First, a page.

2. Shame on me:I forgot a few words:

    2nd paragraph: (…) It has a good solid cast of heroes, it has a good solid cast of heavies. (…)

    6th paragraph: (…) To make a long story short – “One, Two, Three” bombed (but was a success after his re-release in 1985 or so). (…)

    Jeeeezes, as they say…

  3. Nobody writes about & mebbe I’am the only one who likes it – the television series “The Magnificent Seven” from 1998-2000. Michael Biehn (from “Tombstone”, he was Johnny Ringo, spitting Latin proverbs) played Chris with the name-addendum of Larrabee. Besides Biehn in the role of a stiff & cagy loner there was a bunch of good & enthusiastic actors like Eric Close, Dale Midkiff, Andrew Kavovit, Rick Worthy, Andrew Starke, Ron Perlman (okay, not the best rider under the stars – but he played with so much verve). Female lead was the incredible beautiful Laurie Holden. And in a cameo was thas last survivor of the original 7 – Robert Vaughn.

    I like the feel of that series: It has a good solid cast, it has a good solid cast of heavies (p.e. Barry Corbin, Tyne Daly). It is in respect of the authenticity of clothing, weaponry & the whole setting MUCH better than the original (here the costumes looked as just taken from a TV Show, especially the around the early 196ies very popuar fast draw gun rigs). This series deals with the stories of former slaves as well as with the story of the Muscogee-Seminoles. For me – as a big fan of the Sturges-movie, especially because as a German – this series gave the whole thing a new twist.

    Maybe I am wrong – but I like it. Especially because the series showed (in the role of Buck Wilmington played by Dale Midkiff) cowboys doin’ in a town what the original cowboys did: havin’ a good time i.e.v. treeing the town, raising a little hell, drinking beer’n booze & chasing the women.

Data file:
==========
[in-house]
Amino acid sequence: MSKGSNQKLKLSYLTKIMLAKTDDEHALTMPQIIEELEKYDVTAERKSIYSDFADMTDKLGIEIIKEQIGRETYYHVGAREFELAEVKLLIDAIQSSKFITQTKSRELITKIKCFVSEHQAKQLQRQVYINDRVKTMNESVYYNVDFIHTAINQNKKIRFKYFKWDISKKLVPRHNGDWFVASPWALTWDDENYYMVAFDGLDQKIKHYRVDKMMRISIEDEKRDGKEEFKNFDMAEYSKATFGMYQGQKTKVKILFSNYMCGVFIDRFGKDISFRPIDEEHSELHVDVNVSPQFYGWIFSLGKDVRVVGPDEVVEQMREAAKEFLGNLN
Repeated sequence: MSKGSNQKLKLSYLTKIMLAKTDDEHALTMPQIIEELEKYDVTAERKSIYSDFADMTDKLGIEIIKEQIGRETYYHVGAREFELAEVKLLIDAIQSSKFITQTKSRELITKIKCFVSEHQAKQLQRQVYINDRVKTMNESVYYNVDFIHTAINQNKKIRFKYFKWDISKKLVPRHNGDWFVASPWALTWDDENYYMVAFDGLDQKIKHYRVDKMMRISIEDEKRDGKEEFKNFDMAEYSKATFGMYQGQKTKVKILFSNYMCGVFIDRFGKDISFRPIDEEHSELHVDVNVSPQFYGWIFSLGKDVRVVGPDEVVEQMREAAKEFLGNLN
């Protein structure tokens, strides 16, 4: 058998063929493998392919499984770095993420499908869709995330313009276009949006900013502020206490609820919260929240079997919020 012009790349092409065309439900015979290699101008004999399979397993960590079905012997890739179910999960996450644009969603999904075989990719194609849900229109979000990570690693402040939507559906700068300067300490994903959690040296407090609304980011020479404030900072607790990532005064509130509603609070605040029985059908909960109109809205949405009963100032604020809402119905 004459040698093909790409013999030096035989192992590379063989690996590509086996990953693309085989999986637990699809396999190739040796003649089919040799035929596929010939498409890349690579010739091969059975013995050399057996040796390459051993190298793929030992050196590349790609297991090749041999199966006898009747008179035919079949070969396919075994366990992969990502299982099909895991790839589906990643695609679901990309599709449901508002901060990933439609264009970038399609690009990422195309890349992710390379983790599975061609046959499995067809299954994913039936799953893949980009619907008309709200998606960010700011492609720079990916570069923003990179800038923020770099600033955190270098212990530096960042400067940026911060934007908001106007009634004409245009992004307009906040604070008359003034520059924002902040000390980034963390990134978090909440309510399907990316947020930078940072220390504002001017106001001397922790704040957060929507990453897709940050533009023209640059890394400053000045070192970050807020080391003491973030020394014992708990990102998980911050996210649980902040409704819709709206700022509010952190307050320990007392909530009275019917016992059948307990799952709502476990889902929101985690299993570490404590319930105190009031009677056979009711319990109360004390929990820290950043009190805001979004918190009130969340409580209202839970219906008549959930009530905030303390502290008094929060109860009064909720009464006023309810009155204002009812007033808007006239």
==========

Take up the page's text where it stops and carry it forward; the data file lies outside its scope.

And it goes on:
Oh — one person should not be forgotten: Michelle Philips (yeah,from “The Mamas and the Papas”-fame and from “Dillinger” with the unforgotten Warren Oates). She played the mother from one of the “7” & she stole every scene she was in: it’s the sheerest pleasure!

    Now for someone completely different: Horst Buchholz (with two “h”, please). Buchholz was a REAL Berliner, his nickname was “Hotte” (it’s the corruption of his Christian name). Such a sad life. Could have been a BIG star all over the world. Born in 1933, he played since 1952 here in Germany everything, was the man for the roles of young rebels as in “Die Halbstarken” as well as for movies like “Bekenntnisse des Hochstaplers Felix Krull” (after a book of one of our most famous novelists, Thomas Mann) & was in political comedies, like Wilders “One, Two Three” from 1961. He had so much acting stamina, so much energy – a little bit like James Dean, from which one of his first big roles was influenced. But he had a broader range. And he was handsome & charismatic. The story goes, that he was on the wishlist for playing Karl May’s incredible famous Mescalero-chief Winnetou (but this was the role what helped to make the French nobleman Pierre Brice one of Germany’s biggest stars of the 1960ies).